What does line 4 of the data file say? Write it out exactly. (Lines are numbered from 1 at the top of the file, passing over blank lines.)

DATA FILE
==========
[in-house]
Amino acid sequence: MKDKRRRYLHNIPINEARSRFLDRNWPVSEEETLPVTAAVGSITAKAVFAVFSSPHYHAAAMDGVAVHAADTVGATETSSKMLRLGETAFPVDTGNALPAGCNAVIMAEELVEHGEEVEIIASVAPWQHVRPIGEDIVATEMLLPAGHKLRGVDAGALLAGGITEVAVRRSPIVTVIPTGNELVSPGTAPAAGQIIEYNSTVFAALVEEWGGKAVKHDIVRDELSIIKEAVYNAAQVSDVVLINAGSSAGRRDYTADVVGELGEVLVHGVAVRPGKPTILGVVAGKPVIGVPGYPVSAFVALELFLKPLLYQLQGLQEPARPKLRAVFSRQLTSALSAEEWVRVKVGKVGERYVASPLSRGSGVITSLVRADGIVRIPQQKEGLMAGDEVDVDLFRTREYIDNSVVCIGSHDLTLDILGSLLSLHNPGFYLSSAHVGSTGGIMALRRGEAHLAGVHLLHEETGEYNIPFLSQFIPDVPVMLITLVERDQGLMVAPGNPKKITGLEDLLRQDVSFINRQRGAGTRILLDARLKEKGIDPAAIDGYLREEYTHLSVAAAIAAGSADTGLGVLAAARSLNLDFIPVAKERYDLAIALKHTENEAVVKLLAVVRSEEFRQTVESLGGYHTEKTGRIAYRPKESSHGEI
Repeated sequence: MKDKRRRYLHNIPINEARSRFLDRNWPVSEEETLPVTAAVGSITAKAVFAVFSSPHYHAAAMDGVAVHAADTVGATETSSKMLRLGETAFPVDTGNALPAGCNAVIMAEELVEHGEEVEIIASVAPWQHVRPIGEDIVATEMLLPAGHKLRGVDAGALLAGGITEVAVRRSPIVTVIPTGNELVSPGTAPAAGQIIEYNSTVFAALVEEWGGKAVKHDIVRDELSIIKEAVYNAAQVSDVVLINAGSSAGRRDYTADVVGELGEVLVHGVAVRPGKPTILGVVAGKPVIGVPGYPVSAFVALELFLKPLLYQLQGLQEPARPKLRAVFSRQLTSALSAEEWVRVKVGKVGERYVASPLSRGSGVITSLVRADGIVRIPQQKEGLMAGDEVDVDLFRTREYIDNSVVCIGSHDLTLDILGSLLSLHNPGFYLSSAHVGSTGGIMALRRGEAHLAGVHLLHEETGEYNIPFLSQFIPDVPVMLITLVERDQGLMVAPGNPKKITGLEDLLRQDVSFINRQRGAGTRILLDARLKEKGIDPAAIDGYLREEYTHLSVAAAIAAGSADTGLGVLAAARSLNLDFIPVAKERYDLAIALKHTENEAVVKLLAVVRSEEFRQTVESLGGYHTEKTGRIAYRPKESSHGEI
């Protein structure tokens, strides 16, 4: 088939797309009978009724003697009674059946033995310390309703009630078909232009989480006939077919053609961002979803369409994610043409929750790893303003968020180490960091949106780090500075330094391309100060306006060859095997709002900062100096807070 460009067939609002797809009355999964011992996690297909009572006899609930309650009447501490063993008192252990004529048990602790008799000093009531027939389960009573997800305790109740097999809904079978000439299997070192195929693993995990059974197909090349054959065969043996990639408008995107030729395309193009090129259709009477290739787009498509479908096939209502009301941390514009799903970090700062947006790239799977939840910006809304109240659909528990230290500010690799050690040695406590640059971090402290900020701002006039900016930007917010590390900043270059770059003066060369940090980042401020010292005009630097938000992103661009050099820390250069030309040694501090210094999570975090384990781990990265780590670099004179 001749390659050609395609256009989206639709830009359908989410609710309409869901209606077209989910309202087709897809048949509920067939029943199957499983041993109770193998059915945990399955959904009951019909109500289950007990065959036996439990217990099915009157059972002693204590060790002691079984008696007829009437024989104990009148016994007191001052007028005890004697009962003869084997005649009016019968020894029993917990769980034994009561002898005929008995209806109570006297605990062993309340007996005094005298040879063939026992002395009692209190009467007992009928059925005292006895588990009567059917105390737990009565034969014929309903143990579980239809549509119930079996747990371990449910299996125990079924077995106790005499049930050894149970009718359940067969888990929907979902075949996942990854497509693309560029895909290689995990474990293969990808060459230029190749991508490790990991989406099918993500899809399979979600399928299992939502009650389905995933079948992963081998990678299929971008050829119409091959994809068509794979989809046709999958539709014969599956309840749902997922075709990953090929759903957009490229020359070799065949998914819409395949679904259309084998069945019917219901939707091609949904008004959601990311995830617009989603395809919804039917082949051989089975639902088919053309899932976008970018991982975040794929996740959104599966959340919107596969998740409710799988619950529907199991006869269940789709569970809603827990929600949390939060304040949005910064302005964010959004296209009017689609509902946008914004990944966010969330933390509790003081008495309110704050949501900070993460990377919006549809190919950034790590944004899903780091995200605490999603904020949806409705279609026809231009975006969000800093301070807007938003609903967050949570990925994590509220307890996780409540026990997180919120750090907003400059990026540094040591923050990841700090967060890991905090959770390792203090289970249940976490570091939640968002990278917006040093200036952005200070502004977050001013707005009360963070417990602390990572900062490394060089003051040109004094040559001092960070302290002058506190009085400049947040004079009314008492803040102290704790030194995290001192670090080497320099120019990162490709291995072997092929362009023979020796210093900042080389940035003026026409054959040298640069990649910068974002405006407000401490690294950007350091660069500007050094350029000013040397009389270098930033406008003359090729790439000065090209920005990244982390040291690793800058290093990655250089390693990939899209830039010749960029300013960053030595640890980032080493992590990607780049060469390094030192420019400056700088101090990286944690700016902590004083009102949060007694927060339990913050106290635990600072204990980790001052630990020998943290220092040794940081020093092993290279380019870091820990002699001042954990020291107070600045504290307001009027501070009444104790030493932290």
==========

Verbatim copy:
């Protein structure tokens, strides 16, 4: 088939797309009978009724003697009674059946033995310390309703009630078909232009989480006939077919053609961002979803369409994610043409929750790893303003968020180490960091949106780090500075330094391309100060306006060859095997709002900062100096807070 460009067939609002797809009355999964011992996690297909009572006899609930309650009447501490063993008192252990004529048990602790008799000093009531027939389960009573997800305790109740097999809904079978000439299997070192195929693993995990059974197909090349054959065969043996990639408008995107030729395309193009090129259709009477290739787009498509479908096939209502009301941390514009799903970090700062947006790239799977939840910006809304109240659909528990230290500010690799050690040695406590640059971090402290900020701002006039900016930007917010590390900043270059770059003066060369940090980042401020010292005009630097938000992103661009050099820390250069030309040694501090210094999570975090384990781990990265780590670099004179 001749390659050609395609256009989206639709830009359908989410609710309409869901209606077209989910309202087709897809048949509920067939029943199957499983041993109770193998059915945990399955959904009951019909109500289950007990065959036996439990217990099915009157059972002693204590060790002691079984008696007829009437024989104990009148016994007191001052007028005890004697009962003869084997005649009016019968020894029993917990769980034994009561002898005929008995209806109570006297605990062993309340007996005094005298040879063939026992002395009692209190009467007992009928059925005292006895588990009567059917105390737990009565034969014929309903143990579980239809549509119930079996747990371990449910299996125990079924077995106790005499049930050894149970009718359940067969888990929907979902075949996942990854497509693309560029895909290689995990474990293969990808060459230029190749991508490790990991989406099918993500899809399979979600399928299992939502009650389905995933079948992963081998990678299929971008050829119409091959994809068509794979989809046709999958539709014969599956309840749902997922075709990953090929759903957009490229020359070799065949998914819409395949679904259309084998069945019917219901939707091609949904008004959601990311995830617009989603395809919804039917082949051989089975639902088919053309899932976008970018991982975040794929996740959104599966959340919107596969998740409710799988619950529907199991006869269940789709569970809603827990929600949390939060304040949005910064302005964010959004296209009017689609509902946008914004990944966010969330933390509790003081008495309110704050949501900070993460990377919006549809190919950034790590944004899903780091995200605490999603904020949806409705279609026809231009975006969000800093301070807007938003609903967050949570990925994590509220307890996780409540026990997180919120750090907003400059990026540094040591923050990841700090967060890991905090959770390792203090289970249940976490570091939640968002990278917006040093200036952005200070502004977050001013707005009360963070417990602390990572900062490394060089003051040109004094040559001092960070302290002058506190009085400049947040004079009314008492803040102290704790030194995290001192670090080497320099120019990162490709291995072997092929362009023979020796210093900042080389940035003026026409054959040298640069990649910068974002405006407000401490690294950007350091660069500007050094350029000013040397009389270098930033406008003359090729790439000065090209920005990244982390040291690793800058290093990655250089390693990939899209830039010749960029300013960053030595640890980032080493992590990607780049060469390094030192420019400056700088101090990286944690700016902590004083009102949060007694927060339990913050106290635990600072204990980790001052630990020998943290220092040794940081020093092993290279380019870091820990002699001042954990020291107070600045504290307001009027501070009444104790030493932290």